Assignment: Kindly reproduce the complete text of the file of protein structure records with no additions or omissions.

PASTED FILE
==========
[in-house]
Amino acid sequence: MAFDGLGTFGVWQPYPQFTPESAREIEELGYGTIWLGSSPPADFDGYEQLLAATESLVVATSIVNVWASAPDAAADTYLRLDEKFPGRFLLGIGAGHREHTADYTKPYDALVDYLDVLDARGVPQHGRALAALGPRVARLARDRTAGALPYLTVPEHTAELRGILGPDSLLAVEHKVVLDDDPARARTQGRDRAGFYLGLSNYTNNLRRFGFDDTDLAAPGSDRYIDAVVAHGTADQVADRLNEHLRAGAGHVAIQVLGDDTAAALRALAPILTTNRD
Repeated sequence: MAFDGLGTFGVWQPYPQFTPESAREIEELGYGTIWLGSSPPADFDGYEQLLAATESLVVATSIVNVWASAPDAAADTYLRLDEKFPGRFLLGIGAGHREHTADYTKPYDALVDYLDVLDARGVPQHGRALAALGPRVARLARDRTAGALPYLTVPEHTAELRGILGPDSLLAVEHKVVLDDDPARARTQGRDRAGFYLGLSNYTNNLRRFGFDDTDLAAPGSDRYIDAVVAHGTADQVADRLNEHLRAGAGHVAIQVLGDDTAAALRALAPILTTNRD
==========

[in-house]
Amino acid sequence: MAFDGLGTFGVWQPYPQFTPESAREIEELGYGTIWLGSSPPADFDGYEQLLAATESLVVATSIVNVWASAPDAAADTYLRLDEKFPGRFLLGIGAGHREHTADYTKPYDALVDYLDVLDARGVPQHGRALAALGPRVARLARDRTAGALPYLTVPEHTAELRGILGPDSLLAVEHKVVLDDDPARARTQGRDRAGFYLGLSNYTNNLRRFGFDDTDLAAPGSDRYIDAVVAHGTADQVADRLNEHLRAGAGHVAIQVLGDDTAAALRALAPILTTNRD
Repeated sequence: MAFDGLGTFGVWQPYPQFTPESAREIEELGYGTIWLGSSPPADFDGYEQLLAATESLVVATSIVNVWASAPDAAADTYLRLDEKFPGRFLLGIGAGHREHTADYTKPYDALVDYLDVLDARGVPQHGRALAALGPRVARLARDRTAGALPYLTVPEHTAELRGILGPDSLLAVEHKVVLDDDPARARTQGRDRAGFYLGLSNYTNNLRRFGFDDTDLAAPGSDRYIDAVVAHGTADQVADRLNEHLRAGAGHVAIQVLGDDTAAALRALAPILTTNRD